The Aitken lectures

Last Friday and this Monday we were visited by Geoff Whittle, the 2011 Aitken lecturer, sponsored by the London Mathematical Society.

It was good for me to go some small way towards repaying Geoff’s hospitality when I was in Wellington in 2008 as the Forder Lecturer. It was also good that the seminar organiser for the Pure Maths seminar on Monday was a member of the London Mathematical Society council.

As the first Aitken lecture tour, there was an element of setting precedents about the trip. One obvious precedent is that, unlike the Forder lecturer, the Aitken lecturer doesn’t have to visit every university town in the country. Geoff went to the contrasting cities of St Andrews, Manchester, Cambridge, London and Oxford. Another precedent was that he offered just two lectures, unlike the half-dozen or so I had offered the New Zealanders.

The two talks were on very different aspect of representable matroids.

On Friday we heard about the positive result that Geoff, with his collaborators Bert Gerards and Jim Geelen, have recently obtained: an extension of the justly celebrated results of Robertson and Seymour from graphs to binary matroids.

Since all matroids in the talk were representable, almost always over the binary field GF(2), no formal definition of a matroid was necessary. Instead, the understanding was:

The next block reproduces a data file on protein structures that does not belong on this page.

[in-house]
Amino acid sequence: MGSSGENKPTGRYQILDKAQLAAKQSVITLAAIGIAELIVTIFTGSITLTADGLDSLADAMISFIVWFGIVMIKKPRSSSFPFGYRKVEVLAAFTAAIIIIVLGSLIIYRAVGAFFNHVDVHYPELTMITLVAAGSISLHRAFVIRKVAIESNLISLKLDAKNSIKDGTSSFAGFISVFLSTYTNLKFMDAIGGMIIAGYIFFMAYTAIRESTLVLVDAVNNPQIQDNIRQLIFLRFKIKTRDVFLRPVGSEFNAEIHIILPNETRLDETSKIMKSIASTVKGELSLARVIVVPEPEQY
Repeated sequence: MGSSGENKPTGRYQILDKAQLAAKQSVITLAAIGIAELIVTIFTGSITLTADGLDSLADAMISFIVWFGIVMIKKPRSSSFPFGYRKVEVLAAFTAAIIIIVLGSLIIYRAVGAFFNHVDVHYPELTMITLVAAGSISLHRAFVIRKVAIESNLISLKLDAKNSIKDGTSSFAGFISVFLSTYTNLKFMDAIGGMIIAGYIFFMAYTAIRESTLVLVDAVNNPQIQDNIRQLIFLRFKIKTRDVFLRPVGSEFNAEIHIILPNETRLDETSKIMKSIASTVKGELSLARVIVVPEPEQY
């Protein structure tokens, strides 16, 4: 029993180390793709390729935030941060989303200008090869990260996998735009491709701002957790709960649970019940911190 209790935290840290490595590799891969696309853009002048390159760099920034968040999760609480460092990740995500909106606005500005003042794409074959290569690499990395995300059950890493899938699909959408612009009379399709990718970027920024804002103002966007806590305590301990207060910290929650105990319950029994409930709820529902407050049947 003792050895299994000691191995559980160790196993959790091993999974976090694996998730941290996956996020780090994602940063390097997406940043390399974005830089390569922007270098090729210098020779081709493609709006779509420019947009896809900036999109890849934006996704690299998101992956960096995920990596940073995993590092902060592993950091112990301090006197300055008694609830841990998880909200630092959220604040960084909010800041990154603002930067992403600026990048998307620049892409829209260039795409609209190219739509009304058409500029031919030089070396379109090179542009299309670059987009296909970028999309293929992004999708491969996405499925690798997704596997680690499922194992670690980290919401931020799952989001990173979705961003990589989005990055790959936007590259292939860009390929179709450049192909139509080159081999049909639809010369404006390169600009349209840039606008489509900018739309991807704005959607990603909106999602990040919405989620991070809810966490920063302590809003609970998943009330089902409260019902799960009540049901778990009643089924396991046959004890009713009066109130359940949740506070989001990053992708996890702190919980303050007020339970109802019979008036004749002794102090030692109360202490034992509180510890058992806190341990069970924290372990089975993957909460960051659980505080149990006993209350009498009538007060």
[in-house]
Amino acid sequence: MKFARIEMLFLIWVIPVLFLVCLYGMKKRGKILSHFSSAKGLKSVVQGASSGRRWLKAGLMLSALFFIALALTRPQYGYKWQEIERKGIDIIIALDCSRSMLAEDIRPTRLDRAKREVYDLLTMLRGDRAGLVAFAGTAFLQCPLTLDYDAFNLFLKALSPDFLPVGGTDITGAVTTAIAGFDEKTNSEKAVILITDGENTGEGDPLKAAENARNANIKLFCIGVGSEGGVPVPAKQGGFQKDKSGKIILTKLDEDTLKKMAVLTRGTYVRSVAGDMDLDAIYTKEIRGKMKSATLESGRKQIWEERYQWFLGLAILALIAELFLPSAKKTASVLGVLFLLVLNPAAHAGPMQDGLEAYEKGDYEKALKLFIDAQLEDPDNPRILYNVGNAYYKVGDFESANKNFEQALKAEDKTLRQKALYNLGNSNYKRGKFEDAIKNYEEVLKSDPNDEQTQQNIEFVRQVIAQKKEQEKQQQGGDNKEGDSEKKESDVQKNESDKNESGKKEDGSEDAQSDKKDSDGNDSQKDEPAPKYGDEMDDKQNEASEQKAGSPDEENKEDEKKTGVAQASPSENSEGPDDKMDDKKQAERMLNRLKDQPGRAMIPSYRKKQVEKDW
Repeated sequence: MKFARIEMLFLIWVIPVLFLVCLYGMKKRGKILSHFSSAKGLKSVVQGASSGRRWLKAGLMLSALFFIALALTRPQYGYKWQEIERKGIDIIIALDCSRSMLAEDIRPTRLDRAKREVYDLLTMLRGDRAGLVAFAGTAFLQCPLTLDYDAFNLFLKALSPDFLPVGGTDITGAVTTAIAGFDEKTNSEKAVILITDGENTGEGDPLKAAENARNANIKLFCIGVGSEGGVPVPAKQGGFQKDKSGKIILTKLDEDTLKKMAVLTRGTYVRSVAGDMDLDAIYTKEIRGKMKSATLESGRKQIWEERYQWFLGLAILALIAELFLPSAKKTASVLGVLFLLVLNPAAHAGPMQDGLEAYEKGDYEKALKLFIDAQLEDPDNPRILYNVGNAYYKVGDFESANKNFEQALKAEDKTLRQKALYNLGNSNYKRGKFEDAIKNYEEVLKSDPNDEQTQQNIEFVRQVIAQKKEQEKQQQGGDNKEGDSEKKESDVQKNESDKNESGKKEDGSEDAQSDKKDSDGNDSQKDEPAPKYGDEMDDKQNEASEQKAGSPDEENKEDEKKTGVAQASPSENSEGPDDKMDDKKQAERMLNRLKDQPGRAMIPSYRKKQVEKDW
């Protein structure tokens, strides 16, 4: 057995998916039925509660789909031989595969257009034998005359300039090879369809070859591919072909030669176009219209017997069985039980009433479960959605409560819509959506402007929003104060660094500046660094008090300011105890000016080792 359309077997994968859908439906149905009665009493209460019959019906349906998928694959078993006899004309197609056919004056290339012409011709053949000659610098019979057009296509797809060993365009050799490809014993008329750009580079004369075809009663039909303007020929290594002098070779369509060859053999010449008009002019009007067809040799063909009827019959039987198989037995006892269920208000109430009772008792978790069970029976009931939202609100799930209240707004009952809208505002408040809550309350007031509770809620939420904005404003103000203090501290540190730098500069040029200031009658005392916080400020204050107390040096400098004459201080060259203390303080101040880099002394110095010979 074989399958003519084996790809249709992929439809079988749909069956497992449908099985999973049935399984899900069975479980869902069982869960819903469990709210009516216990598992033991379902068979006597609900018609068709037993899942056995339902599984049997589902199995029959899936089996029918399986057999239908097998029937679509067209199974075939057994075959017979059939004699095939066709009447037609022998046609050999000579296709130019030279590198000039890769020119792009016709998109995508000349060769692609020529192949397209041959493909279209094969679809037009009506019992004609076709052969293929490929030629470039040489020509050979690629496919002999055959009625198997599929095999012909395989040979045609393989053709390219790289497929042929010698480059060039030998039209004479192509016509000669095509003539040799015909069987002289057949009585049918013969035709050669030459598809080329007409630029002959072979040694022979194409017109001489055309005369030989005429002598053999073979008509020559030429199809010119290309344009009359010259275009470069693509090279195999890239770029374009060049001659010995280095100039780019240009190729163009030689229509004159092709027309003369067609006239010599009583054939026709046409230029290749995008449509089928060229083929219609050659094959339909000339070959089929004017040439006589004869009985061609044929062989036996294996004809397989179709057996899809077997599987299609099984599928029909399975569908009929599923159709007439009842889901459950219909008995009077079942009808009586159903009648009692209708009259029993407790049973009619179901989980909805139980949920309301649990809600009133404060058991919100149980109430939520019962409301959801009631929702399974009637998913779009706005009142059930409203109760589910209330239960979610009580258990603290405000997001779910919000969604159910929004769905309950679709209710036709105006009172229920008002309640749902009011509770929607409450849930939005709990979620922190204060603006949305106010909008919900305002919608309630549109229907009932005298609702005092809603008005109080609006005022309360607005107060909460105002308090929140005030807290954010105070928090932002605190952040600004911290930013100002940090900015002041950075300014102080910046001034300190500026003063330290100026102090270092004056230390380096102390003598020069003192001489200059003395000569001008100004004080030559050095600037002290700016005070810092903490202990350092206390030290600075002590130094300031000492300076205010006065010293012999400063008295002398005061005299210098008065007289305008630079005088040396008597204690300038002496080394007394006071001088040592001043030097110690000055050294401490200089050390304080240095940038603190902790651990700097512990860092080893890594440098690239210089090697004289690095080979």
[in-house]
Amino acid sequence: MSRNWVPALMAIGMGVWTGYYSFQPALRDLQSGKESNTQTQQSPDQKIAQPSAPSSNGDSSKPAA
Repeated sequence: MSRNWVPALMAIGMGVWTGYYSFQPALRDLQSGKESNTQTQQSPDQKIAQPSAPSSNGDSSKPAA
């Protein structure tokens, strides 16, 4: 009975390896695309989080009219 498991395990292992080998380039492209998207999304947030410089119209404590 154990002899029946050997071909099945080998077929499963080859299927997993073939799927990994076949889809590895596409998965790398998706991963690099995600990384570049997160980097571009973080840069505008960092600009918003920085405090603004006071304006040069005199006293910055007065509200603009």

• A matroid is the configuration formed by a finite family of vectors in a vector space, which can be represented as the columns of a matrix.
  • A matroid property is one which is invariant under row operations on the matrix, and hence expressible in terms of linear independence or dependence of sets of columns.
  • A mathematical structure is specified by its substructures. The substructures of a matroid are its minors, those matroids obtained by repeated deletion and contraction. Here deletion of a column simply means throwing it away; and contraction is projection from a vector onto a hyperplane not containing it, or in practical terms, apply row operations so that the corresponding column has first entry 1 and other entries 0, and then delete that column and the first row.

Thus, matroid representations are a branch of linear algebra. We were treated to a comparison between teaching elementary linear algebra to a big first-year class to the task of Sisyphus, condemned to push the stone up the hill every day, only for it to roll back down during the night.

The main theorem of GGW asserts:

The class of binary matroids (those representable over GF(2)) is well-quasi-ordered under the minor relation; that is, there exists no infinite collection of mutually incomparable binary matroids.

Binary matroids generalise graphs. Given a graph, the incidence matrix (with rows indexed by vertices and columns by edges, and (v,e) entry 1 if v lies on e, 0 otherwise), represents the cycle matroid of the graph. For graphs, deletion and contraction of edges mean exactly what you think they mean: deletion involves throwing away an edge, contraction involves shrinking it to a single vertex. Neil Robertson and Paul Seymour proved the conjecture of Wagner according to which graphs are well-quasi-ordered by the minor relation: this theorem is thus generalised by the GGW theorem.

Geoff was at pains to stress the constructive aspect of the theorem. If a class of structures has infinite antichains (sets of pairwise incomparable elements), then the recognition property for some minor-closed classes would be recursively unsolvable. For there would be uncountably many minor-closed classes (forbidding any subset of the antichain), but only countably many recognition algorithms. By contrast, for both graphs and binary matroids, the recognition problem for minor-closed classes is polynomial.